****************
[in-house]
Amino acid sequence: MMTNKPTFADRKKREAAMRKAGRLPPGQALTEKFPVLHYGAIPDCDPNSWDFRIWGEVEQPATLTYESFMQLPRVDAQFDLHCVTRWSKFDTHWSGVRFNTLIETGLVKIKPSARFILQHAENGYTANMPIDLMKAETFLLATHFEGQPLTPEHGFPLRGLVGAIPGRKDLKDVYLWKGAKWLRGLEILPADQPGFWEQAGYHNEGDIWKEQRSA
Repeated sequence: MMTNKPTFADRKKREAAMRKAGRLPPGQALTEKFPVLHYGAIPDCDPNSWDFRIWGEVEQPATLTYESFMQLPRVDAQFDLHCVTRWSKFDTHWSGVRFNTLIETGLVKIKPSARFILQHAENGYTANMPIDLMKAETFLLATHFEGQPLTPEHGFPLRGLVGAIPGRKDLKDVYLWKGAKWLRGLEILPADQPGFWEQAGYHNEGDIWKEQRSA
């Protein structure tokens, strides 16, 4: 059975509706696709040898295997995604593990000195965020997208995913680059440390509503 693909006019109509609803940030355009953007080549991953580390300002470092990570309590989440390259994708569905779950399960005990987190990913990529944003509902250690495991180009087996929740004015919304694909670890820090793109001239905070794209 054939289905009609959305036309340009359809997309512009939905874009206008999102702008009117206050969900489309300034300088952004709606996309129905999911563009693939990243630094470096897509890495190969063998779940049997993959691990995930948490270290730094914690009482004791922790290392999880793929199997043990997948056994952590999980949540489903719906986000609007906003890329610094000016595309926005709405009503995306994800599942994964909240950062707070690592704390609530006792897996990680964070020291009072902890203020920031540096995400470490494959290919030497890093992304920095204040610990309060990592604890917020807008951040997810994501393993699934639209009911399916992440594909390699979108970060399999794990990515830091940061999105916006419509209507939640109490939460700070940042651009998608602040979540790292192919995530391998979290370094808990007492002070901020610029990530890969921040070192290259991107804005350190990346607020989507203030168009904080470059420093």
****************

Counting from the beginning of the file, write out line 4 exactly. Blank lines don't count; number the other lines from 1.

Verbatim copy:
């Protein structure tokens, strides 16, 4: 059975509706696709040898295997995604593990000195965020997208995913680059440390509503 693909006019109509609803940030355009953007080549991953580390300002470092990570309590989440390259994708569905779950399960005990987190990913990529944003509902250690495991180009087996929740004015919304694909670890820090793109001239905070794209 054939289905009609959305036309340009359809997309512009939905874009206008999102702008009117206050969900489309300034300088952004709606996309129905999911563009693939990243630094470096897509890495190969063998779940049997993959691990995930948490270290730094914690009482004791922790290392999880793929199997043990997948056994952590999980949540489903719906986000609007906003890329610094000016595309926005709405009503995306994800599942994964909240950062707070690592704390609530006792897996990680964070020291009072902890203020920031540096995400470490494959290919030497890093992304920095204040610990309060990592604890917020807008951040997810994501393993699934639209009911399916992440594909390699979108970060399999794990990515830091940061999105916006419509209507939640109490939460700070940042651009998608602040979540790292192919995530391998979290370094808990007492002070901020610029990530890969921040070192290259991107804005350190990346607020989507203030168009904080470059420093």